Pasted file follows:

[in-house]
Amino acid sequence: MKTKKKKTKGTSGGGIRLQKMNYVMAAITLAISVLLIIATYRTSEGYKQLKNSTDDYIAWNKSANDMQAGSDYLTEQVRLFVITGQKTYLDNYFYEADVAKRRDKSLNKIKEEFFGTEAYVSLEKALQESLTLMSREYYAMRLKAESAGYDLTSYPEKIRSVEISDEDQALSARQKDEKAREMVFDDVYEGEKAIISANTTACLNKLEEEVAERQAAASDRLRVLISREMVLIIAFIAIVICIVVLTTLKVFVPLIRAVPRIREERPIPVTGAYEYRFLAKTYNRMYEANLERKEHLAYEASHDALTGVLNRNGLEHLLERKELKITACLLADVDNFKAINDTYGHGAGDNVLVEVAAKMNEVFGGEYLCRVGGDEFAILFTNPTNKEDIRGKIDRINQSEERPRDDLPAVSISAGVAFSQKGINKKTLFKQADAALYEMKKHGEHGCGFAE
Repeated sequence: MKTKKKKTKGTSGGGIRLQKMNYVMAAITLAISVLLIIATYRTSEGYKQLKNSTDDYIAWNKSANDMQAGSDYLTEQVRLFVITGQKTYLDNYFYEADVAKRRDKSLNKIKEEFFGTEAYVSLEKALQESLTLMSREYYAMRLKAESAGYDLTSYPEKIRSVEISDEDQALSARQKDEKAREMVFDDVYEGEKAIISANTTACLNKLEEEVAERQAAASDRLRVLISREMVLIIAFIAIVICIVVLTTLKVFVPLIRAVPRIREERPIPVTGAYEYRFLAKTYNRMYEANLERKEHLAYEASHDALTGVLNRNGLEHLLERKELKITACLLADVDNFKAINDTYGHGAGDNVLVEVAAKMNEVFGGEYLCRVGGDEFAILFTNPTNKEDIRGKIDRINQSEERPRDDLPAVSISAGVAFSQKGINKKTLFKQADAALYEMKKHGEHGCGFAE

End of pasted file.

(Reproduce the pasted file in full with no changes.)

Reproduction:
[in-house]
Amino acid sequence: MKTKKKKTKGTSGGGIRLQKMNYVMAAITLAISVLLIIATYRTSEGYKQLKNSTDDYIAWNKSANDMQAGSDYLTEQVRLFVITGQKTYLDNYFYEADVAKRRDKSLNKIKEEFFGTEAYVSLEKALQESLTLMSREYYAMRLKAESAGYDLTSYPEKIRSVEISDEDQALSARQKDEKAREMVFDDVYEGEKAIISANTTACLNKLEEEVAERQAAASDRLRVLISREMVLIIAFIAIVICIVVLTTLKVFVPLIRAVPRIREERPIPVTGAYEYRFLAKTYNRMYEANLERKEHLAYEASHDALTGVLNRNGLEHLLERKELKITACLLADVDNFKAINDTYGHGAGDNVLVEVAAKMNEVFGGEYLCRVGGDEFAILFTNPTNKEDIRGKIDRINQSEERPRDDLPAVSISAGVAFSQKGINKKTLFKQADAALYEMKKHGEHGCGFAE
Repeated sequence: MKTKKKKTKGTSGGGIRLQKMNYVMAAITLAISVLLIIATYRTSEGYKQLKNSTDDYIAWNKSANDMQAGSDYLTEQVRLFVITGQKTYLDNYFYEADVAKRRDKSLNKIKEEFFGTEAYVSLEKALQESLTLMSREYYAMRLKAESAGYDLTSYPEKIRSVEISDEDQALSARQKDEKAREMVFDDVYEGEKAIISANTTACLNKLEEEVAERQAAASDRLRVLISREMVLIIAFIAIVICIVVLTTLKVFVPLIRAVPRIREERPIPVTGAYEYRFLAKTYNRMYEANLERKEHLAYEASHDALTGVLNRNGLEHLLERKELKITACLLADVDNFKAINDTYGHGAGDNVLVEVAAKMNEVFGGEYLCRVGGDEFAILFTNPTNKEDIRGKIDRINQSEERPRDDLPAVSISAGVAFSQKGINKKTLFKQADAALYEMKKHGEHGCGFAE